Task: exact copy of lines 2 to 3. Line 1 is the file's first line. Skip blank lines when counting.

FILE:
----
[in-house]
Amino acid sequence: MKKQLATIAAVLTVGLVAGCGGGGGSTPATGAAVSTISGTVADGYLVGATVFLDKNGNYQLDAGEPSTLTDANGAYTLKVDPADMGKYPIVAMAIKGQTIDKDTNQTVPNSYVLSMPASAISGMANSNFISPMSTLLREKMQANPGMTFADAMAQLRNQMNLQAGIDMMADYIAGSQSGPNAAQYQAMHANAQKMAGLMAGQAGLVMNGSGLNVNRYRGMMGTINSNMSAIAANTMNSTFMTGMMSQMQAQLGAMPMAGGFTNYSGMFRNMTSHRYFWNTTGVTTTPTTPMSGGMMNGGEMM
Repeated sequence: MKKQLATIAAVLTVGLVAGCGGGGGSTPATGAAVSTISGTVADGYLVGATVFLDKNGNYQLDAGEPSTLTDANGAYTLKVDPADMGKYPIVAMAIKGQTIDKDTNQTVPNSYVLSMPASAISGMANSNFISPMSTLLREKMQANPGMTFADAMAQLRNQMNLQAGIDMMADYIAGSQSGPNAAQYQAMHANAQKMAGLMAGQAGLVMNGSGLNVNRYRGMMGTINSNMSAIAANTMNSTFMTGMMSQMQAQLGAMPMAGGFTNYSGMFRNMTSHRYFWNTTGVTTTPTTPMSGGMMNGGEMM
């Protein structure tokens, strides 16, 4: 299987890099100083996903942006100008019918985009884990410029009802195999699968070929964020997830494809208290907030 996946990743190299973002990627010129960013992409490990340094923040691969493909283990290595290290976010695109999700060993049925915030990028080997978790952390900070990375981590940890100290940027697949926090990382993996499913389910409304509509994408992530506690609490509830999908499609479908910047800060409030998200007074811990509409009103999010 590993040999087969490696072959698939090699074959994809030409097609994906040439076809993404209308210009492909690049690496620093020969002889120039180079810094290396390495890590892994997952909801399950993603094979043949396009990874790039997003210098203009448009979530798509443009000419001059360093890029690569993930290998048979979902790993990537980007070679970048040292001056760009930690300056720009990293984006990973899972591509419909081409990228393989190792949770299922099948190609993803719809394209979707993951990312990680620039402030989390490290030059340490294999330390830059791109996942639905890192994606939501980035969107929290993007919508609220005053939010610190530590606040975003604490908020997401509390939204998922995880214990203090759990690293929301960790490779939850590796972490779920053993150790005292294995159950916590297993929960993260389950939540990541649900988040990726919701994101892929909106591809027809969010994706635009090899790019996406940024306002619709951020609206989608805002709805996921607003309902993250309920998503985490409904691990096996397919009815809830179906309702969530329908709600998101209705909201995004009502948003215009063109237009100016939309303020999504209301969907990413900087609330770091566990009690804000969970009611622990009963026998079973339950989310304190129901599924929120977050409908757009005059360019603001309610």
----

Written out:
Amino acid sequence: MKKQLATIAAVLTVGLVAGCGGGGGSTPATGAAVSTISGTVADGYLVGATVFLDKNGNYQLDAGEPSTLTDANGAYTLKVDPADMGKYPIVAMAIKGQTIDKDTNQTVPNSYVLSMPASAISGMANSNFISPMSTLLREKMQANPGMTFADAMAQLRNQMNLQAGIDMMADYIAGSQSGPNAAQYQAMHANAQKMAGLMAGQAGLVMNGSGLNVNRYRGMMGTINSNMSAIAANTMNSTFMTGMMSQMQAQLGAMPMAGGFTNYSGMFRNMTSHRYFWNTTGVTTTPTTPMSGGMMNGGEMM
Repeated sequence: MKKQLATIAAVLTVGLVAGCGGGGGSTPATGAAVSTISGTVADGYLVGATVFLDKNGNYQLDAGEPSTLTDANGAYTLKVDPADMGKYPIVAMAIKGQTIDKDTNQTVPNSYVLSMPASAISGMANSNFISPMSTLLREKMQANPGMTFADAMAQLRNQMNLQAGIDMMADYIAGSQSGPNAAQYQAMHANAQKMAGLMAGQAGLVMNGSGLNVNRYRGMMGTINSNMSAIAANTMNSTFMTGMMSQMQAQLGAMPMAGGFTNYSGMFRNMTSHRYFWNTTGVTTTPTTPMSGGMMNGGEMM